Jump to content
Gibson Brands Forums

Andyroid

Members
  • Content Count

    60
  • Joined

  • Last visited

Community Reputation

2 Neutral

About Andyroid

  • Rank
    Member
  1. THIS IS A REPLY POSTED TO THE BC30 MOD THREAD, I THOUGHT IT WOULD ALSO BE USEFUL HERE Hi, my previous post may be a little difficult to read, I've never been good at writing. So, I'll show you two schematics, the original, then the modded one. The first one shows the original power supply. The transformer secondaries (350-0-350) go to the 'Standby' switch and then to the main circuit board. These are relatively thin red wires that come from the power transformer, through a rubber grommet in the chassis and then go directly to the 'Standby' switch. The next schematic includes
  2. THIS IS A REPLY POSTED TO THE BC30 MOD THREAD, I THOUGHT IT WOULD ALSO BE USEFUL HERE Hi, my previous post may be a little difficult to read, I've never been good at writing. So, I'll show you two schematics, the original, then the modded one. The first one shows the original power supply. The transformer secondaries (350-0-350) go to the 'Standby' switch and then to the main circuit board. These are relatively thin red wires that come from the power transformer, through a rubber grommet in the chassis and then go directly to the 'Standby' switch. The next schematic includes
  3. Hi, my previous post may be a little difficult to read, I've never been good at writing. So, I'll show you two schematics, the original, then the modded one. The first one shows the original power supply. The transformer secondaries (350-0-350) go to the 'Standby' switch and then to the main circuit board. These are relatively thin red wires that come from the power transformer, through a rubber grommet in the chassis and then go directly to the 'Standby' switch. The next schematic includes the two new 68R resistors, the green arrows point to them. There is plenty of free spa
  4. I've just found another design flaw that may be the sole reason the BC30 self destructs. There is not enough limiting resistance before the rectifier. Limiting resistance helps keep ripple current within limits and is stated on the datasheet. It is worth noting that the choke will slightly lower the required limiting resistance, but not by much. The above datasheet chart provides the calculation necessary to determine the limiting resistance provided by the transformer: Rs = Rsec + N2Rpri I have measured Rpri to be 5.5R and Rsec to be 37.5R (75R for the entire winding) so...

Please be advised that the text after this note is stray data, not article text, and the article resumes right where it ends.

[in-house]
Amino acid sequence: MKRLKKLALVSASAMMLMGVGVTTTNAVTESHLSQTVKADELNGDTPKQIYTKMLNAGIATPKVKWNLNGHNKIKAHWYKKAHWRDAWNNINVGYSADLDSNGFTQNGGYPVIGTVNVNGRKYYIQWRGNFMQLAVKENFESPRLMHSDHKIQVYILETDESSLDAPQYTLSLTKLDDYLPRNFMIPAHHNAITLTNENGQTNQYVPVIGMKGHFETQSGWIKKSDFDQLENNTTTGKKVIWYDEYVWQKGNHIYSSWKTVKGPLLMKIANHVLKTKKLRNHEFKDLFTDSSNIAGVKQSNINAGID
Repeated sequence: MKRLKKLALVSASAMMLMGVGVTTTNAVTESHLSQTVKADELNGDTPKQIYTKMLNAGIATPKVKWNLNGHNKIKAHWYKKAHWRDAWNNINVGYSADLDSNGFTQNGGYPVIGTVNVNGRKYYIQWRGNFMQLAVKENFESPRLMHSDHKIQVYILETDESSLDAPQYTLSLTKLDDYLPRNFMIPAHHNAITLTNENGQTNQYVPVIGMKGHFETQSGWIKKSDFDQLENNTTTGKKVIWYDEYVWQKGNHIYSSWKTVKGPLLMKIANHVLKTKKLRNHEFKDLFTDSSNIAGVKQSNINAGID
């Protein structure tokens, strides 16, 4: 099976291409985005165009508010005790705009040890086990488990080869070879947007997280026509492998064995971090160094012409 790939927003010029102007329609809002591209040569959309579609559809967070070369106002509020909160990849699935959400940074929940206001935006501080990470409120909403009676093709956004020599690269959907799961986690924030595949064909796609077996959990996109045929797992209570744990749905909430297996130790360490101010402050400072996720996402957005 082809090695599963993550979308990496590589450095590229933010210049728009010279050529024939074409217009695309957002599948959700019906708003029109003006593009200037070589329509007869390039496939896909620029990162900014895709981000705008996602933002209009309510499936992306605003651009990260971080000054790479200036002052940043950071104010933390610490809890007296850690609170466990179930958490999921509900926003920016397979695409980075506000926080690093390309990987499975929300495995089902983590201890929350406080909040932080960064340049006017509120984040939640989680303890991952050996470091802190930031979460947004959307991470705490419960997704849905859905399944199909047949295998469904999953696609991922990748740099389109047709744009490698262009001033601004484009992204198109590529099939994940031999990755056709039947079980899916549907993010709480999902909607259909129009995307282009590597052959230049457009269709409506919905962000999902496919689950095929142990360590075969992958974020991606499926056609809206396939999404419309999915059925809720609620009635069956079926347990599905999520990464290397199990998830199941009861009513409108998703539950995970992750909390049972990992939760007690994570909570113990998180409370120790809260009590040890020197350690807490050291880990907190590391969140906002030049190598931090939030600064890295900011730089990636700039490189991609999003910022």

5. I've just found another design flaw that may be the sole reason the BC30 self destructs. There is not enough limiting resistance before the rectifier. Limiting resistance helps keep ripple current within limits and is stated on the datasheet. It is worth noting that the choke will slightly lower the required limiting resistance, but not by much. The above datasheet chart provides the calculation necessary to determine the limiting resistance provided by the transformer: Rs = Rsec + N2Rpri I have measured Rpri to be 5.5R and Rsec to be 37.5R (75R for the entire winding) so...
  6. I've just found another design flaw that may be the sole reason the BC30 self destructs. There is not enough limiting resistance before the rectifier. Limiting resistance helps keep ripple current within limits and is stated on the datasheet. It is worth noting that the choke will slightly lower the required limiting resistance, but not by much. The above datasheet chart provides the calculation necessary to determine the limiting resistance provided by the transformer: Rs = Rsec + N2Rpri I have measured Rpri to be 5.5R and Rsec to be 37.5R (75R for the entire winding) so...
  7. You say you turned something to get to the main fuse, that sounds like the HT fuse. There is also a 'master' fuse drawer built into the IEC(power) socket. I use a small flat screw driver to lever out the fuse drawer a bit like in this picture, only the BC30 one is much better, it also has a slot for a spare fuse and Epiphone will have included one! There are also seven different fuses on the actual circuit board inside the amp, I think about three of them are directly in line with the power transformer and could be to blame. BTW even with a silicone diode rectifier you only need standby to hel